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Pure Appl. Chem. Vol. 76, No. 12, p. iv (2004)

Pure and Applied Chemistry

Vol. 76, Issue 12

Special topic articles featuring the 2004 Winners of the IUPAC Prize for Young Chemists

[Back to Contents]

Most national or regional chemical societies, national academies, and other professional bodies give recognition by, for example, the award of medals, endowed lectureships, invitation to present plenary lectures at conferences/symposia, invitation to contribute to scholarly works, and the election to positions of leadership in such professional bodies. In chemistry,the highest accolade is the award of the Nobel Prize in Chemistry, or the immortalization of the name of a scientist in the naming of an element.

IUPAC, as an international,nongovernmental scientific organization, takes great interest in the worldwide achievements of young chemists —the future in chemistry belongs to them. Therefore, IUPAC established the prestigious Prize for Young Chemists. In doing so, we endeavor to encourage research in the chemical sciences and the participation of promising young research scientists in an annual competition. The prizes are given for the most outstanding PhD thesis in the general area of the chemical sciences, as described in a 1000 word essay; normally, IUPAC awards four of these prizes per year. An international panel of eminent chemists, chaired by the incumbent Past President of IUPAC, adjudicates these essays, together with recommendations from senior scientists with whom the candidates worked. The prizewinners each receive a cash prize of USD 1000 and a free trip to the IUPAC Congress, at which they are invited to present a poster describing their award-winning research findings.

At IUPAC, we are delighted that, since its inception, the IUPAC Prize for Young Chemists has attracted substantial attention from exceptionally gifted research students and their supervisors. It is heartening to note that we received 44 applications from 23 countries. The essays were of a very high standard, and the adjudication process was a challenging task. Complete information about the winners and their thesis essays can be found on the IUPAC Web site. Recipients of the 2004 IUPAC Prize for Young Chemists were:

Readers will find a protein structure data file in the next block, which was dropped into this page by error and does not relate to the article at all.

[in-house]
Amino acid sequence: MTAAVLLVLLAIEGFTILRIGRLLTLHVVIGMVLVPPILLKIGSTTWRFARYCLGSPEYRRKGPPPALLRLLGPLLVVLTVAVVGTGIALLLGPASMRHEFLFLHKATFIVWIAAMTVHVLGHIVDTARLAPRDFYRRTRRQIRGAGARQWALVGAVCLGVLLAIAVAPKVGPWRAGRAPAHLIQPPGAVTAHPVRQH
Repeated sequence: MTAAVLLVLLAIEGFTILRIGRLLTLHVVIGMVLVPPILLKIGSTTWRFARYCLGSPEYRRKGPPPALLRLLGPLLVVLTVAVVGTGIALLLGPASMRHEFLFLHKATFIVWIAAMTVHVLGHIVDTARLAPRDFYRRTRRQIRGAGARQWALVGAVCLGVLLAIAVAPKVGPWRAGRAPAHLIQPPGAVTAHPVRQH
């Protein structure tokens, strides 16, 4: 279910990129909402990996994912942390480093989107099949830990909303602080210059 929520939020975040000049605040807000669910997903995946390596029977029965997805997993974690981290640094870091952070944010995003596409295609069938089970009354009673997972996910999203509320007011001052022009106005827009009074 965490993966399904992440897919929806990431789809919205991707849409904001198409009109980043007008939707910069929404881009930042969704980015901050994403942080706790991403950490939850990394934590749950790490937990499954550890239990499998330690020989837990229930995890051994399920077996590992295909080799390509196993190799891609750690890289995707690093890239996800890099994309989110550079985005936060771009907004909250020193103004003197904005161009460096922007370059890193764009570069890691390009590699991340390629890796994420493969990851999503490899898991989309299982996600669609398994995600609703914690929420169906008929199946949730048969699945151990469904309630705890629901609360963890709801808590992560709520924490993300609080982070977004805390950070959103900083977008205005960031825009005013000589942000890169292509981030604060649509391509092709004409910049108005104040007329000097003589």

• Yu Huang, Harvard University, USA
  • Zhi-Pan Liu, Queen’s University of Belfast, UK
  • Parag Acharya, Uppsala University, Sweden
  • S.G. Srivatsan, Indian Institute of Technology, Kandar, India

Congratulations to the winners! It is evident from the topics of their theses that chemistry, as a molecular-based science, is of crucial importance at the interfaces of many scientific disciplines, especially in cutting-edge areas such as nanotechnology and molecular biology. The first IUPAC Prizes for Young Chemists were awarded in Brisbane, Australia, 2001. The most recent group of prizewinners (2002 and 2003) was recognized at a special occasion during the opening of the 39th IUPAC Congress in Ottawa, Canada, 2003. The awards to the four winners of the 2004 prize and those of 2005 will be made during the opening ceremony of the 40th IUPAC Congress in Beijing during August 2005.

Since 2002, the winners of the IUPAC Prize for Young Chemists have been invited to submit manuscripts on aspects of their research topics, for consideration as short, critical reviews in Pure and Applied Chemistry. The 2004 prizewinners enthusiastically responded to our invitation and submitted papers, culminating in the publication of three critical reviews that appear on the ensuing pages.

What a grand and honorable way to launch a successful career in the chemical sciences!

Piet Steyn
Past President and
Chairman of the IUPAC Prize Committee

IUPAC Prize Committee: Piet Steyn (Chairman, South Africa), Chunli Bai (China), Srinivasan Chandrasekaran (India), Minoru Isobe (Japan), Werner Klein (Germany), and Gerd Rosenblatt (USA).


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